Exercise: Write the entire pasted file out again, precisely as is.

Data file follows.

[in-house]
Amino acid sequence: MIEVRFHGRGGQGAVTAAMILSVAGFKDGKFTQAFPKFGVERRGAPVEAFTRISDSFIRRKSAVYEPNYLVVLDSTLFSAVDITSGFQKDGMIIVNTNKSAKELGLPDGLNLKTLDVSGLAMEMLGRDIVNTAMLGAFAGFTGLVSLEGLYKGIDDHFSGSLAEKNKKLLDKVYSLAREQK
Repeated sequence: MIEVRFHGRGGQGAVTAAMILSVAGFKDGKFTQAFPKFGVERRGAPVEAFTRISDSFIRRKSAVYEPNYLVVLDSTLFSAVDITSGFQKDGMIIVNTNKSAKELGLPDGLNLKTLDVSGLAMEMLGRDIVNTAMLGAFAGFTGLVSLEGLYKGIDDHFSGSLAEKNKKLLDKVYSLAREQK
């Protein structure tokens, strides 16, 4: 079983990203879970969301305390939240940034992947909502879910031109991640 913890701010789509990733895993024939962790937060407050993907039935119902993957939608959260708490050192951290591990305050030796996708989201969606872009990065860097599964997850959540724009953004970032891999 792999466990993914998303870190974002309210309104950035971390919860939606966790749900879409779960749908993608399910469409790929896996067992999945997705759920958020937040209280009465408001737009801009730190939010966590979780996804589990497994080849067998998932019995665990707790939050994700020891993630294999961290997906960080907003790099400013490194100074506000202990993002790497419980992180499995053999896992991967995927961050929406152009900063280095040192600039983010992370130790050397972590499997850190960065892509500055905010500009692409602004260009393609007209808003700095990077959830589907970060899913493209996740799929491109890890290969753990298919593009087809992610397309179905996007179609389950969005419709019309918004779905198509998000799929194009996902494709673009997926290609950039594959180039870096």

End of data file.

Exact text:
[in-house]
Amino acid sequence: MIEVRFHGRGGQGAVTAAMILSVAGFKDGKFTQAFPKFGVERRGAPVEAFTRISDSFIRRKSAVYEPNYLVVLDSTLFSAVDITSGFQKDGMIIVNTNKSAKELGLPDGLNLKTLDVSGLAMEMLGRDIVNTAMLGAFAGFTGLVSLEGLYKGIDDHFSGSLAEKNKKLLDKVYSLAREQK
Repeated sequence: MIEVRFHGRGGQGAVTAAMILSVAGFKDGKFTQAFPKFGVERRGAPVEAFTRISDSFIRRKSAVYEPNYLVVLDSTLFSAVDITSGFQKDGMIIVNTNKSAKELGLPDGLNLKTLDVSGLAMEMLGRDIVNTAMLGAFAGFTGLVSLEGLYKGIDDHFSGSLAEKNKKLLDKVYSLAREQK
């Protein structure tokens, strides 16, 4: 079983990203879970969301305390939240940034992947909502879910031109991640 913890701010789509990733895993024939962790937060407050993907039935119902993957939608959260708490050192951290591990305050030796996708989201969606872009990065860097599964997850959540724009953004970032891999 792999466990993914998303870190974002309210309104950035971390919860939606966790749900879409779960749908993608399910469409790929896996067992999945997705759920958020937040209280009465408001737009801009730190939010966590979780996804589990497994080849067998998932019995665990707790939050994700020891993630294999961290997906960080907003790099400013490194100074506000202990993002790497419980992180499995053999896992991967995927961050929406152009900063280095040192600039983010992370130790050397972590499997850190960065892509500055905010500009692409602004260009393609007209808003700095990077959830589907970060899913493209996740799929491109890890290969753990298919593009087809992610397309179905996007179609389950969005419709019309918004779905198509998000799929194009996902494709673009997926290609950039594959180039870096």